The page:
Outgoing selector MSK Prasad: Didn't lose 2019 World Cup due to No.4

Updated: Mar 07, 2020, 07:40 IST | Harit N Joshi | Mumbai

MSK Prasad talks to mid-day about his just-concluded term as chairman of selectors and puts controversial call of picking an inexperienced Vijay Shankar as middle-order batsman for the 2019 World Cup in perspective

MSK Prasad
MSK Prasad

After the last few Indian team selection committee meetings, MSK Prasad would get asked whether that was his last selection meeting since the BCCI opened invitations for two spots in the national selection committee. No more questions now as finally, the replacements for Prasad and Gagan Khoda were announced earlier this week. The duo finished their four-year terms.

Prasad became a national selector in 2015, replacing Roger Binny after the BCCI was first hit by conflict of interest. After the four-year term of Sandeep Patil's selection committee came to an end the following year, Prasad, who played six Tests and 17 ODIs, was surprisingly elevated as chairman of selectors. It raised many eyebrows and critics did not fail to bring up the fact that he had figured in only six Tests. It's something that has always haunted him till the time former left-arm spinner Sunil Joshi was appointed the new chairman of selectors for one year on Wednesday.

When Prasad was appointed chief selector, this reporter asked him whether he would have to take the tough call on Mahendra Singh Dhoni's future. While his international return is still a mystery among the fans and the media, it is not for Prasad. However, the Dhoni issue is confidential.

Prasad also witnessed two facets of the BCCI—one run by the Supreme Court-appointed Committee of Administrators and the other governed by elected administrators.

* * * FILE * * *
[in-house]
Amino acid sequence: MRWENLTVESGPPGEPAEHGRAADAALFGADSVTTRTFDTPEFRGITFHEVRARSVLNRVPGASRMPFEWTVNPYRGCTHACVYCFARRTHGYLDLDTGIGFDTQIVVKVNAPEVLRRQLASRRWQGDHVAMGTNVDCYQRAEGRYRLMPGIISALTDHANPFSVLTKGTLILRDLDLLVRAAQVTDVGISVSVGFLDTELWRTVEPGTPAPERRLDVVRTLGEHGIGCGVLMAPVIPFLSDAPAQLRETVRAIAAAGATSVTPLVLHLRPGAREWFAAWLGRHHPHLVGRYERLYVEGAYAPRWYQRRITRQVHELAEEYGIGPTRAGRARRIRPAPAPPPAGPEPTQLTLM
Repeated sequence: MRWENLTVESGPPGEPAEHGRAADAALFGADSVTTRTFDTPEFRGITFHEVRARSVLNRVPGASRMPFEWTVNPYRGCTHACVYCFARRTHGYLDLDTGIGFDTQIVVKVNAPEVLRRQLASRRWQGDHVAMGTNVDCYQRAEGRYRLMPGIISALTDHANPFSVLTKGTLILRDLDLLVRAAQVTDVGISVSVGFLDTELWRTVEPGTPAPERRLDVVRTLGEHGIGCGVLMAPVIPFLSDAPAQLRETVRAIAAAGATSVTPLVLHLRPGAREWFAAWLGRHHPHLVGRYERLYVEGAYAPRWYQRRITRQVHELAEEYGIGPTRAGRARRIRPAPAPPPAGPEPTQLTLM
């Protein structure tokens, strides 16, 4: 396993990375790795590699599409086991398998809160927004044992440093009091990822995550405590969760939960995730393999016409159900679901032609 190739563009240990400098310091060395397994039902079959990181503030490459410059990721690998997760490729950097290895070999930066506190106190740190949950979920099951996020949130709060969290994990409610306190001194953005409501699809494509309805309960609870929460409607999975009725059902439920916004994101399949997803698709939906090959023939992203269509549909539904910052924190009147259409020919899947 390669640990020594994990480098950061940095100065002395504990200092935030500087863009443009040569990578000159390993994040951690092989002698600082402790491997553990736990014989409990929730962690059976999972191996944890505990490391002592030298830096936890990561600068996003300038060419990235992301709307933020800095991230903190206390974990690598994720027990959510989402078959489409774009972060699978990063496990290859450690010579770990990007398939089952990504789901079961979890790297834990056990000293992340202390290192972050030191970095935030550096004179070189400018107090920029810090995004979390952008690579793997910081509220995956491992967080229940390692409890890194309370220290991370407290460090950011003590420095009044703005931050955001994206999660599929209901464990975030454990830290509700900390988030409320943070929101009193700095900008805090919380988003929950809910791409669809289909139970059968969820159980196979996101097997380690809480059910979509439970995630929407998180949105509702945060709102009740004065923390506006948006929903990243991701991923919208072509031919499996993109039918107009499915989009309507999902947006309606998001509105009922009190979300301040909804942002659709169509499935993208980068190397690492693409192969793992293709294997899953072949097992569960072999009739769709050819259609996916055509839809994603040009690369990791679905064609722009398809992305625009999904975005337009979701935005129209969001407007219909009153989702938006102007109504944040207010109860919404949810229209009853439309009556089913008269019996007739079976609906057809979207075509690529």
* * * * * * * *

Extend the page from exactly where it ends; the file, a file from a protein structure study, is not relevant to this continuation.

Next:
Before dwelling on his tenure as chief selector, Prasad thanked past BCCI presidents Shashank Manohar, Anurag Thakur and secretary Ajay Shirke for showing "confidence" and "unconditional support." He also acknowledged former secretary of the Andhra Cricket Association, G Gangaraju for recommending him to the BCCI.

"It wouldn't be appropriate if I don't thank the captains—MS Dhoni, Virat [Kohli], Rohit [Sharma] and Ajinkya [Rahane] along with coaches Ravi [Shastri], Anil Kumble, Rahul Dravid and their respective team managements. My strength had been my colleagues whose hard work and commitment helped in building this wonderful Indian team across all formats," Prasad told mid-day on Friday.

Edited excerpts:

Which part of your tenure was the highlight in terms of selection strategy or policy, for you?

I personally feel that my colleagues and me can take pride in the fact that we have successfully seen the transition period from MSD to Virat very well. Once Mahi completed his [captaincy] stint, we had to look at somebody who could step into those shoes. We wanted to see that happening smoothly. Once Virat took over, we reached the No. 1 ranking across all three formats. That's the biggest satisfaction I got.

Creating multiple back-ups for various positions and the evolution of the pace battery is something you must be really proud of...

Of course, we take pride in this fact too. Our committee traveled the length and breadth of the country without missing a single domestic match to identify this young bunch of players as back-ups across various formats. I think the back-ups will serve Indian cricket for the next few years with a high degree of success.